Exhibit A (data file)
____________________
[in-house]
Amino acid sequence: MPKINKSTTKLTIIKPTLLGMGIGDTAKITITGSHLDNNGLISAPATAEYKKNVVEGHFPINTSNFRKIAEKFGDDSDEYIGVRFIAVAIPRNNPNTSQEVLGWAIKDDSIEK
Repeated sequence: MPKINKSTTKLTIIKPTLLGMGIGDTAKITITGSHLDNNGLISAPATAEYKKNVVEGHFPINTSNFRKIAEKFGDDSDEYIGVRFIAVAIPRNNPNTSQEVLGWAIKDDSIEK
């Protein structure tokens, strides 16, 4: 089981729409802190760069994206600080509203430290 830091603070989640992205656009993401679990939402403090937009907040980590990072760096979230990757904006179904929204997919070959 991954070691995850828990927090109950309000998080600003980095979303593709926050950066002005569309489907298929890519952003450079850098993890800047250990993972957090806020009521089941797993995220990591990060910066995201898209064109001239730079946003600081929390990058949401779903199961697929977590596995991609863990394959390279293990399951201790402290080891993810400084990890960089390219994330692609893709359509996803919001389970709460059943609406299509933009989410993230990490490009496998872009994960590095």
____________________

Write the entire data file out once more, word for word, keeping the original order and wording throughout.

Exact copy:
[in-house]
Amino acid sequence: MPKINKSTTKLTIIKPTLLGMGIGDTAKITITGSHLDNNGLISAPATAEYKKNVVEGHFPINTSNFRKIAEKFGDDSDEYIGVRFIAVAIPRNNPNTSQEVLGWAIKDDSIEK
Repeated sequence: MPKINKSTTKLTIIKPTLLGMGIGDTAKITITGSHLDNNGLISAPATAEYKKNVVEGHFPINTSNFRKIAEKFGDDSDEYIGVRFIAVAIPRNNPNTSQEVLGWAIKDDSIEK
């Protein structure tokens, strides 16, 4: 089981729409802190760069994206600080509203430290 830091603070989640992205656009993401679990939402403090937009907040980590990072760096979230990757904006179904929204997919070959 991954070691995850828990927090109950309000998080600003980095979303593709926050950066002005569309489907298929890519952003450079850098993890800047250990993972957090806020009521089941797993995220990591990060910066995201898209064109001239730079946003600081929390990058949401779903199961697929977590596995991609863990394959390279293990399951201790402290080891993810400084990890960089390219994330692609893709359509996803919001389970709460059943609406299509933009989410993230990490490009496998872009994960590095």